What does INFJ mean?
These four letters make up one of the 16 personality types from the Myers-Briggs Type Indicator personality assessment. Each Myers-Briggs type contains a total of four letters (such as INFJ), and for each letter in that sequence, there are two possible options. This creates 16 possible type combinations.
The aspects of personality (according to MBTI), and the options for each letter, are:
- How you interact with the world and what energizes you: Extrovert (E) or Introvert (I)
- How you take in new information: Sensing (S) or Intuition (N)
- How you make decisions: Thinking (T) or Feeling (F)
- How you approach planning: Judging (J) or Perceiving (P)
Knowing your personality type is not about putting you in a box, or determining how you will always behave under all circumstances and situations. However, it's helpful in understanding how you see the world, make decisions, and interact with others. It can help you understand why you do things the way you do, say the things you say, and think the way you think. Knowing your personality type can be a tool for all kinds of self-improvement and for helping you achieve the things you want to do.
You can read more about the MBTI® tool, and the basis for understanding its results, in this series on what "INFJ" says about you.
How do I know if I'm an INFJ?
There are many websites claiming to give you the four letters of your Myers-Briggs personality type. One thing to note is that these websites may use the same letters of the 16 types in the MBTI system. However, the official Myers-Briggs Type Indicator instrument is the only tool that is backed up by decades of research and testing of its reliability and validity. The questions on the official instrument are the result of this research. For this reason, I recommend purchasing and taking the official MBTI instrument. You can do that here.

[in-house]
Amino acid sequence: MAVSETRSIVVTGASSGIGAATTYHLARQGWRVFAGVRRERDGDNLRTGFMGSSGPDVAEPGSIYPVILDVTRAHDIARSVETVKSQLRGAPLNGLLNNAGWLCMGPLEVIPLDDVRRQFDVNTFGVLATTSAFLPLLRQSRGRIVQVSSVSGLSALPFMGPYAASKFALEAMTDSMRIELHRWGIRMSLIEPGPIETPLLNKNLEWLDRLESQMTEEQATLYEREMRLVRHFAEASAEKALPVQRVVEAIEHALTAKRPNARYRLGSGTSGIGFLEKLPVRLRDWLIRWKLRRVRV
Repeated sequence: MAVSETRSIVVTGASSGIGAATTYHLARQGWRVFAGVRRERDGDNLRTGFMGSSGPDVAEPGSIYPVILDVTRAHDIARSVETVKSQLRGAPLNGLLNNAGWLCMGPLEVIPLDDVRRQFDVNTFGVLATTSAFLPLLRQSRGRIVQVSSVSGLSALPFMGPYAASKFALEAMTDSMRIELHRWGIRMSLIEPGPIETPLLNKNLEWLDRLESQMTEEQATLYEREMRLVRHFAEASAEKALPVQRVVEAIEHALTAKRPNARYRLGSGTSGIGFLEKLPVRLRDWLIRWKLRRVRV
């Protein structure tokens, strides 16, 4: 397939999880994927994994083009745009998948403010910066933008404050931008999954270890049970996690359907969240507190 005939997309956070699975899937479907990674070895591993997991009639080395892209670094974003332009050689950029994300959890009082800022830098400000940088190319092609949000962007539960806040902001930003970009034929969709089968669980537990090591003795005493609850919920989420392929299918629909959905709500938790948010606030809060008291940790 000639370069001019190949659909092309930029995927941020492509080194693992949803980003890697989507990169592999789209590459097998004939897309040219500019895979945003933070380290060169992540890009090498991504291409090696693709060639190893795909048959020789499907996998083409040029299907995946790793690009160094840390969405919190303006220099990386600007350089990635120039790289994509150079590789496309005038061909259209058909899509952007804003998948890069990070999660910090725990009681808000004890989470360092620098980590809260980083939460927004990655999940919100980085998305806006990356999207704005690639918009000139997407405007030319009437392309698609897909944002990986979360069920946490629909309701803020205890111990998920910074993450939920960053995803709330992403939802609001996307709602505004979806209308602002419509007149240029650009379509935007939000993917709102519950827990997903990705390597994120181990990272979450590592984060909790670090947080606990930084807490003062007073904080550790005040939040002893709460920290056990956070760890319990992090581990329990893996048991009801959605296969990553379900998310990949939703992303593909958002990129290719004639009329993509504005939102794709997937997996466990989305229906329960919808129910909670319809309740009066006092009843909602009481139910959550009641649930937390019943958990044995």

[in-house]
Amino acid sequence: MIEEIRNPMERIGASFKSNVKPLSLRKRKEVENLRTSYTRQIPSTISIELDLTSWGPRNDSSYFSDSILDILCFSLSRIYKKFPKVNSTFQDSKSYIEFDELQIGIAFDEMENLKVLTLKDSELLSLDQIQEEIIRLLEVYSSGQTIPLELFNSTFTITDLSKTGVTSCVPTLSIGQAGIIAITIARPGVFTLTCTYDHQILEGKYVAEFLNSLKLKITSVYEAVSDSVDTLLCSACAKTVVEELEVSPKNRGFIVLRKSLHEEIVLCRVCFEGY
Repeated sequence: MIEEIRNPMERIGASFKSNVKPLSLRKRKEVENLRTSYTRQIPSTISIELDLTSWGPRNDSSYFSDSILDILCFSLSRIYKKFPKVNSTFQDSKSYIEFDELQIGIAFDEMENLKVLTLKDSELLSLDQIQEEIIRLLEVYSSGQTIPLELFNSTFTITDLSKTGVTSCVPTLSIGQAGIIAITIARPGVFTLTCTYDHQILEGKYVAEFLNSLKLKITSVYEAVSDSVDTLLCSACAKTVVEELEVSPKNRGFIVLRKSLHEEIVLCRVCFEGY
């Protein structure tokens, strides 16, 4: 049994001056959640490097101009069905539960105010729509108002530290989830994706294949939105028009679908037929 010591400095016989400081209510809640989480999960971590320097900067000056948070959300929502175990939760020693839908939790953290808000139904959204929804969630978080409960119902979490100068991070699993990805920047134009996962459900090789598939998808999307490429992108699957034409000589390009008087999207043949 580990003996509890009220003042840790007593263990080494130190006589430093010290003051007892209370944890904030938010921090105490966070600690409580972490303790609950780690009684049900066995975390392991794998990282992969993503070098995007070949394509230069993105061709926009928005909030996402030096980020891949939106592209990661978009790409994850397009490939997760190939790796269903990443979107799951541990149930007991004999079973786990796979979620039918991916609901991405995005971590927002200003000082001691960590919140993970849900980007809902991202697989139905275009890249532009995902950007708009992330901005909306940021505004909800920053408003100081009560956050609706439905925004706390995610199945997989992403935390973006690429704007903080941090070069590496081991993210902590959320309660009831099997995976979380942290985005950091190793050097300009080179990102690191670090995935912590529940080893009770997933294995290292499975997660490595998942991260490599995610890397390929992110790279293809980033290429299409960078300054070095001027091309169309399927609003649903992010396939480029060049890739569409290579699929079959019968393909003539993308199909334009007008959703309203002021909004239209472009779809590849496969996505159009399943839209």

Another important part of clarifying your type is to know and understand your cognitive functions.
The INFJ Cognitive Functions:
Introverted Intuition (Ni)
This is our primary information-gathering process and it happens effortlessly in the background. Our brains recognize patterns that help us come to sudden "Aha!" moments where we often cannot explain how we came to a conclusion. We're also pretty skilled at seeing things from multiple angles and perspectives. More here on Introverted Intuition.
Extraverted Feeling (Fe)
This is our auxiliary cognitive function that we fall back on when making decisions. We're concerned with maintaining harmony with those around us and getting their needs met. This makes us very aware of others' emotions. More here on Extraverted Feeling.
Introverted Thinking (Ti)
This is our tertiary information-gathering cognitive function. It's a less-preferred function, but it can help out our Introverted Intuition by using logic to analyze our ideas. This process can, and usually does, develop over time as we mature or get older. In its lesser developed days, our Introverted Thinking can make us really stubborn and critical toward others when they don't agree with a conclusion we've come to. More here on Introverted Thinking.